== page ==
A lot of people on this site talk about eating habits being more important than exercise when losing weight; this may be true, but I believe that for maintaining weight, exercise is key. You will be hard-pressed to find someone who works out vigorously at least 5 times a week to be at an unhealthy weight.
posted by bearette at 8:18 PM on August 19, 2011 [1 favorite]

Also, not everyone is mean to be naturally skinny, and I find that regular exercise helps you recognize what your body type naturally is- if you are active and healthy, I feel your body settles naturally into a healthy weight. Do you think the problem might be that you are setting the "weight bar" too low, so you keep "failing'? Maybe you should focus on being strong and healthy, moreso than being a certain weight, which may not be realistic for you to maintain anyway.
posted by bearette at 8:21 PM on August 19, 2011 [1 favorite]

I don't have the answer - I'm in the same boat, really - but I'm trying to be sensible now without actually dieting (I've drastically cut down on sweets, snacks, and seconds a-la No S Diet, and I'm doing more exercise). I'm losing, slowly, and I'm OK with seeing my lifestyle now as a permanent thing not a one-off lose the weight fast system. I hope it works for me, and it seems as if something like this is what you need to do too.

I'm finding that Health Month with a Metafilter team, no less is really helping me stick to small changes. Good luck.
posted by handee at 5:30 AM on August 20, 2011

You don't need a diet; you need a lifestyle change. You need to think of the change that you're making as the way you're living your life. The alkaline approach has made the most sense to me and it is something I have been doing (budget-allowing) for a few months. The key things I've noticed about it are that I really do feel better -- mentally and physically -- when I'm eating this way. The problem that it gives with most diets are that they are damaging your body while you're losing weight -- thus it's impossible to keep eating that way because it's unhealthy. The eating philosophy given in the book goes back to what is natural for us as humans. The normal American diet [as in what we normally eat] (and even the vast majority of "fad" diets, including Atkins, Weight Watchers...) cause the body's environment to be more acidic. Our bodies are supposed to be more alkaline. Fat deposits form because of the acids in our bodies -- it is a natural protection against the acids eating away at our cells. Same with cholesterol -- it's a plaque that forms to protect against tears from acids in the bloodstream. Also, microorganisms thrive in an acidic environment -- this means they are stealing your nutrient supply, depositing their waste in your body, and spreading around your body. This can make you tired, undernourished despite being overweight, and prone to illness. The alkaline approach basically gets you eating the food -- and taking the supplements -- that create a higher alkaline environment in your body. Because your body's chemistry is balanced, the natural guards against an acidic environment naturally go away -- such as all that fat. This approach has also been successful against health conditions, such as diabetes, for the same reasons. Also, I strongly recommend actually reading the book. I'm not a diet-book-reader, but I did read this one and it was the first "diet" that made sense to me from a science standpoint. It's also the most energetic I've felt in a while. I had serious energy problems (and I'm only 26!) because of an illness a few years ago, but when I eat right, I feel good!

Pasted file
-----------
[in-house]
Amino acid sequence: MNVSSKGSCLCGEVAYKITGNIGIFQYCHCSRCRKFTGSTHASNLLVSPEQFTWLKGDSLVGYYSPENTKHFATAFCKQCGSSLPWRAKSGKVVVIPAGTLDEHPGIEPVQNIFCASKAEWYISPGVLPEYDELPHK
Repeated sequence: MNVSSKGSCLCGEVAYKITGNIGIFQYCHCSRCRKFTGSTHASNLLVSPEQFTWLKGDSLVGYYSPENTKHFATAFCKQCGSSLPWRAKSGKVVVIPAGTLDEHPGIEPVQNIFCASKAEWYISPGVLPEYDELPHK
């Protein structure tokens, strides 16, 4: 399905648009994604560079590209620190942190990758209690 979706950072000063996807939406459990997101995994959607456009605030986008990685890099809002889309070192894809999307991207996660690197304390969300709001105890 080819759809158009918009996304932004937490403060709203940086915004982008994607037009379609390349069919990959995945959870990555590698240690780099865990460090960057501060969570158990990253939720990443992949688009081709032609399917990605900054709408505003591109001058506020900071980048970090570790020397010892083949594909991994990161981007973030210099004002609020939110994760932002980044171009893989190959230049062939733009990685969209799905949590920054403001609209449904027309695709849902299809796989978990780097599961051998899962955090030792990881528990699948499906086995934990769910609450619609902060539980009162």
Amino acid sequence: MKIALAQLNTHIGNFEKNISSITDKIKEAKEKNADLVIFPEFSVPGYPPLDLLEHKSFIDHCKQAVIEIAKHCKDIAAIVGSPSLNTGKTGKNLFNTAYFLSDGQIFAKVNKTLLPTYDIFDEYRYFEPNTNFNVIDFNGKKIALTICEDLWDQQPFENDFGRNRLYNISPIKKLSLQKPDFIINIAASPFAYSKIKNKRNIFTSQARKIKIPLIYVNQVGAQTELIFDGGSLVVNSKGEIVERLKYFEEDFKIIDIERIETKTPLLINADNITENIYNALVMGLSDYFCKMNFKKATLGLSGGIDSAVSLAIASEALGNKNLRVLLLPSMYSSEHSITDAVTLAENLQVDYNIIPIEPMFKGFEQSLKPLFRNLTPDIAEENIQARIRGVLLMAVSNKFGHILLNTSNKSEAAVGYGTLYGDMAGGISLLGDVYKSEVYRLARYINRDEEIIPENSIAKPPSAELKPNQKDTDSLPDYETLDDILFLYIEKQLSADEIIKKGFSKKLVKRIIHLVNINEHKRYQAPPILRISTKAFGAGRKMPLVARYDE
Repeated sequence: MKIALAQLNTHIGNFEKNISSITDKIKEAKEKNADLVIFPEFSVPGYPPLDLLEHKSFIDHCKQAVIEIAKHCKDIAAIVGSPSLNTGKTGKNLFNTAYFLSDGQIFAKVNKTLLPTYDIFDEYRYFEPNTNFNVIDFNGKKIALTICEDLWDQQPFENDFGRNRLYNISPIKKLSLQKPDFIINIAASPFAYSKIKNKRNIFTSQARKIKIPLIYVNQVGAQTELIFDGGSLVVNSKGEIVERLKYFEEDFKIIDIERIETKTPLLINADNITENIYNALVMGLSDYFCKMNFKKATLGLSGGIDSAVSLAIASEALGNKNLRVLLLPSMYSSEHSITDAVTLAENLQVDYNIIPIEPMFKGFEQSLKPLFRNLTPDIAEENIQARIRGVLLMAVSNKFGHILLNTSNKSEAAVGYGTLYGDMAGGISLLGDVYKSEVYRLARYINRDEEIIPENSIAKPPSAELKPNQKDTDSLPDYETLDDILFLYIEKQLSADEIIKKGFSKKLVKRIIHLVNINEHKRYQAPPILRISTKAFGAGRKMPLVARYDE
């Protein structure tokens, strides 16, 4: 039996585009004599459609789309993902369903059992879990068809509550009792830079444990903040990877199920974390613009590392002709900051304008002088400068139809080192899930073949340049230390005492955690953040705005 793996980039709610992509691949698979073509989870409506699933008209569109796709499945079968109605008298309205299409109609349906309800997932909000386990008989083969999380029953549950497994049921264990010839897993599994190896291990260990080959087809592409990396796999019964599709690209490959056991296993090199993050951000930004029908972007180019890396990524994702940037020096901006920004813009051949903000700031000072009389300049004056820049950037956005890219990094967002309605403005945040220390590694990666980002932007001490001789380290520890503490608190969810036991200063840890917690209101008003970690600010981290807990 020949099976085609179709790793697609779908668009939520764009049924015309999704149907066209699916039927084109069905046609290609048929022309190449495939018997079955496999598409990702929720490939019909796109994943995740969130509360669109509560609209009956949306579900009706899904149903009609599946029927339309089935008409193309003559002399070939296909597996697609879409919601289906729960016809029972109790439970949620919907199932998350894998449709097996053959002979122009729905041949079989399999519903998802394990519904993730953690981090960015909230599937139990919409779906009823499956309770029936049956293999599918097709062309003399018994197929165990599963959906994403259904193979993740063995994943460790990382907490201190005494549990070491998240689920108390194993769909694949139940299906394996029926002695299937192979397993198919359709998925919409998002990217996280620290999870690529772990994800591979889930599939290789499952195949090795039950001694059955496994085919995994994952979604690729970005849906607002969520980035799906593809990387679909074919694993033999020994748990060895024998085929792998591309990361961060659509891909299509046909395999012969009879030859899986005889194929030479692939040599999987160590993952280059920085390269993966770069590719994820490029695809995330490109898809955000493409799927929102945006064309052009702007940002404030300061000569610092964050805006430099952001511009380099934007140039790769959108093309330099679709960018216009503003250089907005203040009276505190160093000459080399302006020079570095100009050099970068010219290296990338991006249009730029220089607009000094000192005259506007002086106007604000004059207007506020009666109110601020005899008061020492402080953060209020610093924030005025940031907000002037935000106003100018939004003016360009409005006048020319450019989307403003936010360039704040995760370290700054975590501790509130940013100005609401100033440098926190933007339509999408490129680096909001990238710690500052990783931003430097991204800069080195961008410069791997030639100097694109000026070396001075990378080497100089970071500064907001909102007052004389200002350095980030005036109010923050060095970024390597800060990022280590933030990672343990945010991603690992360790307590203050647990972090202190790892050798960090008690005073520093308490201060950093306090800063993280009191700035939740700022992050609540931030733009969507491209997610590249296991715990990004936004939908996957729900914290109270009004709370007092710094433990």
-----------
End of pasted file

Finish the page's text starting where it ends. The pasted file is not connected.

posted by DoubleLune at 6:38 AM on August 20, 2011

The alkaline approach has made the most sense to me and it is something I have been doing (budget-allowing) for a few months.

Don't believe this garbage either. The 'alkaline diet' is another pseudo-science fad. Your blood pH is very strictly regulated so that enzymes can function. Eating more alkaline/acidic food is only going to change the pH of your urine.
posted by t_dubs at 9:25 AM on August 20, 2011 [8 favorites]

if you have regularly been in excess of BMI 30, then the problem you face is with obesity. The very best results suggest that 20% of people can lose 10% of their starting body weight and keep that off over 5 years.
So if 10% brings you into a healthy weight range then by all means an approach like intuitive eating can help.

If however 10% would still see you at an unhealthy weight then you should consider a Gastric Band.

Most obese people have an extremely efficient metabolism that sees them gain weight as soon as they go over a certain number of calories. Weight gain is a simple function of too many calories for your metabolic needs. Many, many years ago with a history that sounds exactly like yours I had mine tested and found that above 1200 calories I gained weight. So I increased excercise and basically dieted most of my adult life. It was miserable and you simply cannot explain to a non-obese person what a mindfuck it is when you can gain 10lbs a year just by eating an apple worth over 1200 calories a day.

When I hit 40 I found everything slowed down, I could no longer exercise as much so in order to avoid a lifetime of trouble I had a Gastric Band fitted. You still follow a diet but it is so much easier to eat healthy when 1200 calories makes you feel satisfied.
posted by Wilder at 8:08 AM on August 22, 2011 [2 favorites]